The S&P 500 oscillated around 1510 today closing just barely in the green (again) to drive historical volatility back down a bit. It wouldn't be surprising to see VIX dip back in to the 12s with more days like this.

VIX futures roll over next Wednesday as February (current front month) VIX futures expire. There is currently a 5% premium of front month futures over spot VIX.  This premium tends to approach zero as we get closer to expiration day, providing a headwind for VXX (a concept I previously outlined here).

Tomorrow a fragile Apple (AAPL) issues its dividend of $2.65, which will be deducted from its share price. It will be interesting to see if buyers step in to hold the price up.

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Just How Low Can VIX Go?

If you've been watching the markets lately and noticed that VIX has been spending some time in the 12s lately, you might be wondering just how much lower will VIX go?

Today's VIX close of 12.9 certainly sounds low but to put it in perspective let's take a look at the actual historical (realized) volatility of the S&P 500 over various time frames.

Historical Volatility (current)
Past two weeks (HV10):    6.85
Past Month (HV21):           6.20
Past 6 weeks (HV30):      11.55
Past 3 Months (HV63):    12.52
Past 6 Months (HV126):  11.49
Past Year (HV252):         12.84

Now let's take a look at the HV at a point in time 1 year ago:

Historical Volatility (as of 2/1/2012)
Past two weeks (HV10):     7.61
Past Month (HV21):            8.65
Past 6 weeks (HV30):       12.99
Past 3 Months (HV63):     21.22
Past 6 Months (HV126):   29.89
Past Year (HV252):          23.26

As you can see, the last year of trading has experienced much less volatility than the previous year. Note that the spot VIX on 2/1/2012 was 18.55, which fell in the range between HV30 and HV63 at the time. If you look at today's HV range you'll see that a VIX of 12.9  is priced at a reasonable point given the past year's levels of volatility.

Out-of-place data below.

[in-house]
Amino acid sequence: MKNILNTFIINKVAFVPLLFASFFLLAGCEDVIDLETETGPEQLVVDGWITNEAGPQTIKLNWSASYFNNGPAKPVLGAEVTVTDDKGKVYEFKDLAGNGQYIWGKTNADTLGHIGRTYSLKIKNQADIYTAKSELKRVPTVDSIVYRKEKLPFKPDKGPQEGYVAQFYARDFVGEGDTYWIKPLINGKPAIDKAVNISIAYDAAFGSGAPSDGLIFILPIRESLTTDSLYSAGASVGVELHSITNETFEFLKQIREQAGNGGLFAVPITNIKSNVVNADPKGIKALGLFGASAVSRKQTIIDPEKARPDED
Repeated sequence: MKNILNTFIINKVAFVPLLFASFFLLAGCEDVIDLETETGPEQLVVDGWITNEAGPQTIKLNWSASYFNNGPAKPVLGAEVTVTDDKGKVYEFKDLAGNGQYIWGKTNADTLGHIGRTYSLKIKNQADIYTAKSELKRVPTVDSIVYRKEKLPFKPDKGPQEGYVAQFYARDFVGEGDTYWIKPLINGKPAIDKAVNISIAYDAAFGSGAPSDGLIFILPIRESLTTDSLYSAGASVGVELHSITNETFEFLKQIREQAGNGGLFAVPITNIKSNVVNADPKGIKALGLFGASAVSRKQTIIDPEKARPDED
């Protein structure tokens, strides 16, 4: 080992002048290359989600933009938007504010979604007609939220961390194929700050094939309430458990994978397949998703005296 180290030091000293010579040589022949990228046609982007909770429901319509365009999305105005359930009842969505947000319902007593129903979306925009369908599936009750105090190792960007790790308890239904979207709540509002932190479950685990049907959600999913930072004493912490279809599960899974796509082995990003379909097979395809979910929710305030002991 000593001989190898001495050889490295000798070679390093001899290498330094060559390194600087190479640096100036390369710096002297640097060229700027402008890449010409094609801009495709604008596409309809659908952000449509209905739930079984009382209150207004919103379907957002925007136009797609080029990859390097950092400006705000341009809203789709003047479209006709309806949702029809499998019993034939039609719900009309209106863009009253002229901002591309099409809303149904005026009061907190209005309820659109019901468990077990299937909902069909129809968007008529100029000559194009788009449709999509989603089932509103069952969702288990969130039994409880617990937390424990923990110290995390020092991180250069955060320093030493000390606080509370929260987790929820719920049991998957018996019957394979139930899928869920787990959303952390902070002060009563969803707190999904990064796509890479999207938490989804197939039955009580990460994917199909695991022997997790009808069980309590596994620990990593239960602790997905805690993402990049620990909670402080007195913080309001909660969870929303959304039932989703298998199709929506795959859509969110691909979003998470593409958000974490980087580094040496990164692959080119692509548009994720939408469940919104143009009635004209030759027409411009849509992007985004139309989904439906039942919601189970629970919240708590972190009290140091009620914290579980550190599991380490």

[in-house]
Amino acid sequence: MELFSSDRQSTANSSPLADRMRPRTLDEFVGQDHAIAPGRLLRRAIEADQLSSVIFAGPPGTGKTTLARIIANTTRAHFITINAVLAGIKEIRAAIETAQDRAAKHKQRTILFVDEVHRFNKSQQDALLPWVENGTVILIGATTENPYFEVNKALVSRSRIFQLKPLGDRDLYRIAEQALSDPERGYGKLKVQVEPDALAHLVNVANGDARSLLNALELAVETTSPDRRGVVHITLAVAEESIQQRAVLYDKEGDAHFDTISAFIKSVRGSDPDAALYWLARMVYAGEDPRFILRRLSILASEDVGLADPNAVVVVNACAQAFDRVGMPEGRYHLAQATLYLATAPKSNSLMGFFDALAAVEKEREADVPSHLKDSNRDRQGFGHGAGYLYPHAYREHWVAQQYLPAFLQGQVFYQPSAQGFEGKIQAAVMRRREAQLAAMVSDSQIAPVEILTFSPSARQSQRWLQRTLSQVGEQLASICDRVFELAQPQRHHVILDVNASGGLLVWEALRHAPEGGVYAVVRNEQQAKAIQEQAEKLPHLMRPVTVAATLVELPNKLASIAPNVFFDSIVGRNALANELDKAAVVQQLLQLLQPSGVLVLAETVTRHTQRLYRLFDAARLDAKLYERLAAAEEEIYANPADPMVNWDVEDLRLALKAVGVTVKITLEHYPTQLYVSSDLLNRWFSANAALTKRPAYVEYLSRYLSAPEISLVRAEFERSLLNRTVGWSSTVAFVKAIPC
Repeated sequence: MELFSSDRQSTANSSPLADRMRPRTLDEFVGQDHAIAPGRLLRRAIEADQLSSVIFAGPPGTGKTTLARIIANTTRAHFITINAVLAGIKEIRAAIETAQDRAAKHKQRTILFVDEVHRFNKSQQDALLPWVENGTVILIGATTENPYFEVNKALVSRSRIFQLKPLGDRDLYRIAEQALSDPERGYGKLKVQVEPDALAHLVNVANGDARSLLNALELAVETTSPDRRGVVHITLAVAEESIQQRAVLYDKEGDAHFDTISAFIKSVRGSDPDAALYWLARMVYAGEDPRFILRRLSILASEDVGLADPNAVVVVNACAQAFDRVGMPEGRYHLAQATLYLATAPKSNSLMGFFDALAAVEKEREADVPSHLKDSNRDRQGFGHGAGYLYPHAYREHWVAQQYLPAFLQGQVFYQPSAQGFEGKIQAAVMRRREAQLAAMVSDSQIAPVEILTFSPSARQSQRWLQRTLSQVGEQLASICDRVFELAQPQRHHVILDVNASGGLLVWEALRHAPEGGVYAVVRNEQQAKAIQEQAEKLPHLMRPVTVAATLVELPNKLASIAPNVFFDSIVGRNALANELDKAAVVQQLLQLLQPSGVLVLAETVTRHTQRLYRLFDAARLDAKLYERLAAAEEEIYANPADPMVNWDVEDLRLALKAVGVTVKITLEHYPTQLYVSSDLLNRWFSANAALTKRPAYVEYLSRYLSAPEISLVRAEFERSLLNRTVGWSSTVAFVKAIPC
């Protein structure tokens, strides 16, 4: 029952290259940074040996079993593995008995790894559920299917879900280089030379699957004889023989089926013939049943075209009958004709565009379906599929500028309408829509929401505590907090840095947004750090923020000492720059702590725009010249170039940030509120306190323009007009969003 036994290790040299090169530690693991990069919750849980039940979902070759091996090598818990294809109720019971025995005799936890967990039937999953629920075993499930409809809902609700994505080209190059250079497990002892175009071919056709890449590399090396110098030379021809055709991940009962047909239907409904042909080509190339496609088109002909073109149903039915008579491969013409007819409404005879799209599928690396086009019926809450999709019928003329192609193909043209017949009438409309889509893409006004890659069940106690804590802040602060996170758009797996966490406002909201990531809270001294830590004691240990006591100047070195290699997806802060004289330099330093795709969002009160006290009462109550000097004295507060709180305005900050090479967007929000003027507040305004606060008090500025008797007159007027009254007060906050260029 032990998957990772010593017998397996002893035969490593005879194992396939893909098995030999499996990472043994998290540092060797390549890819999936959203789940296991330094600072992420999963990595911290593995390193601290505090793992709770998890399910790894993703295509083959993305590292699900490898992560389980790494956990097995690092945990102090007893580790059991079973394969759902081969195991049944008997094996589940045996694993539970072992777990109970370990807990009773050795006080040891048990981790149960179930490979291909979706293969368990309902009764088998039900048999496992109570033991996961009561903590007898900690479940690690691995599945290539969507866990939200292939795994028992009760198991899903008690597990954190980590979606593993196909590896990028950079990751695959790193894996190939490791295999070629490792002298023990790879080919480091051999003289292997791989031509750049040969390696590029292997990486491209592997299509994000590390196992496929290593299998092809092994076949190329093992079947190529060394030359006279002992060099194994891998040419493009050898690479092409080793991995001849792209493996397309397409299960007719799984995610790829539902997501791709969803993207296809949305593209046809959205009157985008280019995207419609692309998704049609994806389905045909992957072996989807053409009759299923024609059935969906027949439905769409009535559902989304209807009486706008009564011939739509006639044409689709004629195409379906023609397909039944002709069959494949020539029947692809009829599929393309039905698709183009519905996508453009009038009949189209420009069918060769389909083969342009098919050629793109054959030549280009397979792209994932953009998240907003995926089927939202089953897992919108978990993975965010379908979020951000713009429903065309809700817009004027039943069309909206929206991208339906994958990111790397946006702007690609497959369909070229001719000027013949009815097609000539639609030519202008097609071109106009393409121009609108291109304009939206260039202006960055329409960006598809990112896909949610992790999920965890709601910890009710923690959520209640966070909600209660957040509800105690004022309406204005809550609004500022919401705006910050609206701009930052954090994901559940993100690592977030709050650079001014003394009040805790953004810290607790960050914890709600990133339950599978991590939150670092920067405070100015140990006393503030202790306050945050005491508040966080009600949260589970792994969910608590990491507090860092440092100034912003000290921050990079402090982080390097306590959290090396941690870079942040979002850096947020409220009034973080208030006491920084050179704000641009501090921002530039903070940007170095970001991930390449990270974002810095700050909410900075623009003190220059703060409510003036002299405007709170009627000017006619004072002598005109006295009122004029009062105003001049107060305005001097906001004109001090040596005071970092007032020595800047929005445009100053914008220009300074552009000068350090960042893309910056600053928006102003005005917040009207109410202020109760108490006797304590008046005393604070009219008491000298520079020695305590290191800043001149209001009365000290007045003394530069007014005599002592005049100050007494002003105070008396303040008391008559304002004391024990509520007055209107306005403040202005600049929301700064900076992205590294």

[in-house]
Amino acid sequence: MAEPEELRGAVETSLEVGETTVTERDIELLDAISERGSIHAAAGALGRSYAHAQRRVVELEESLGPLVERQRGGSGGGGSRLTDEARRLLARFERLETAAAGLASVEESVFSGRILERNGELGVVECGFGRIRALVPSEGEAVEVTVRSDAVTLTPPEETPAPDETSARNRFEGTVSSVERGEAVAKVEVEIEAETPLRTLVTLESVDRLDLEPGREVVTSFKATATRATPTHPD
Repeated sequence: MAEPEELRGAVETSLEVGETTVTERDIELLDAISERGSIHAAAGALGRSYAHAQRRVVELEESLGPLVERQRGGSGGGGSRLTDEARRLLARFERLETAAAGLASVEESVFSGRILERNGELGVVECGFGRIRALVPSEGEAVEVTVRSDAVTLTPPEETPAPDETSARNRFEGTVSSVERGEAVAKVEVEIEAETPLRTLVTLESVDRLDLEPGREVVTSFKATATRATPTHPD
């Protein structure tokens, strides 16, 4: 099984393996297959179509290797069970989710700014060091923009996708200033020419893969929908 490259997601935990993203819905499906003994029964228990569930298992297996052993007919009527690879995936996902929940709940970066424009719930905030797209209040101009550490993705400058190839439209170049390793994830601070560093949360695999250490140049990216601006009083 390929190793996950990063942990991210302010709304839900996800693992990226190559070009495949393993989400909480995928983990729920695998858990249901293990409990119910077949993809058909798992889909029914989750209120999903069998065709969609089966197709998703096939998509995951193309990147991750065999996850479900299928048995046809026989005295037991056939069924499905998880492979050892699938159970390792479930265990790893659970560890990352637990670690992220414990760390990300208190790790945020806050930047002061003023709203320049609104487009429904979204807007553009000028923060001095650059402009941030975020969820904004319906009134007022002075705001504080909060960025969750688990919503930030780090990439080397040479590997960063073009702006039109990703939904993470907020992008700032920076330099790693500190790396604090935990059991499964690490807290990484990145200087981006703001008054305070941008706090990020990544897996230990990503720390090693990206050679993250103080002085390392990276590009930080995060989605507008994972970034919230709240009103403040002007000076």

Below is a graphical view of this progression of HV over the past year:

To give you one more interesting data point, let's take a look at the HV on 1/24/2007 when spot VIX closed at 9.89.

Historical Volatility (as of 1/24/2007)
Past two weeks (HV10):  6.68
Past Month (HV21):         6.82
Past 6 weeks (HV30):      6.34
Past 3 Months (HV63):    7.26
Past 6 Months (HV126):  7.35
Past Year (HV252):         9.69

So can VIX go lower? Absolutely - with another 30% to fall before reaching the 6-year low!

This is why it is critical to not assume that volatility will rise just because it is low relative to the recent past.  When trading volatility ETPs such as XIV, VXX, ZIV, and UVXY you always need to consider the shape of the VIX futures term structure and their values relative to VIX as well as historical volatility in order to make trading decisions.

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VIX Futures Weekly Wrap

VIX and VXX got a little perky during the week, perhaps signalling a move higher soon, but in the end the spot VIX (+0.08%) and VIX futures edged up only slightly from a week ago along all points on the curve. Here are the term structures:

Weekly scoreboard for VIX Futures ETPs and S&P 500:
- VXX: +0.61% 
- XIV:  -1.58%
- ZIV:  -1.10%
- SPX: +0.68% 

As of the close today all indicators for VIX trades are pretty well balanced, suggesting there aren't any multi-day trades in either direction that are likely to produce a profit with any high degree of certainty. There is still an ever-so-slight bias towards a long XIV position as mentioned yesterday but after today's large move I think it's better to wait for the next set up.